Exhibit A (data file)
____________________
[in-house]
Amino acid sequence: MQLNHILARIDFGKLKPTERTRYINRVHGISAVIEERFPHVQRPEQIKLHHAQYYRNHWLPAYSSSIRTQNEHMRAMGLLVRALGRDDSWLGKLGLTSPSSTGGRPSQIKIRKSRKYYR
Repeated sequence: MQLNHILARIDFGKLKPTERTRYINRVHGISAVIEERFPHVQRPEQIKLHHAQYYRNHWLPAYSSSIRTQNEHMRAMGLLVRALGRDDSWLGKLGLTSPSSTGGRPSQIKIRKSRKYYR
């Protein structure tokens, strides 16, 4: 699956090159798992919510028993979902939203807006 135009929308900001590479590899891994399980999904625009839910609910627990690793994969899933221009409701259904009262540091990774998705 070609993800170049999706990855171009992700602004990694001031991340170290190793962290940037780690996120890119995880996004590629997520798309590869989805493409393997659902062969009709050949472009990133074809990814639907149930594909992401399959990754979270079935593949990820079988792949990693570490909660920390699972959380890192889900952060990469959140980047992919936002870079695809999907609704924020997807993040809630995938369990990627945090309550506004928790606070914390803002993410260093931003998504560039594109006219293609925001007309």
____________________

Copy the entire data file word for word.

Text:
[in-house]
Amino acid sequence: MQLNHILARIDFGKLKPTERTRYINRVHGISAVIEERFPHVQRPEQIKLHHAQYYRNHWLPAYSSSIRTQNEHMRAMGLLVRALGRDDSWLGKLGLTSPSSTGGRPSQIKIRKSRKYYR
Repeated sequence: MQLNHILARIDFGKLKPTERTRYINRVHGISAVIEERFPHVQRPEQIKLHHAQYYRNHWLPAYSSSIRTQNEHMRAMGLLVRALGRDDSWLGKLGLTSPSSTGGRPSQIKIRKSRKYYR
């Protein structure tokens, strides 16, 4: 699956090159798992919510028993979902939203807006 135009929308900001590479590899891994399980999904625009839910609910627990690793994969899933221009409701259904009262540091990774998705 070609993800170049999706990855171009992700602004990694001031991340170290190793962290940037780690996120890119995880996004590629997520798309590869989805493409393997659902062969009709050949472009990133074809990814639907149930594909992401399959990754979270079935593949990820079988792949990693570490909660920390699972959380890192889900952060990469959140980047992919936002870079695809999907609704924020997807993040809630995938369990990627945090309550506004928790606070914390803002993410260093931003998504560039594109006219293609925001007309």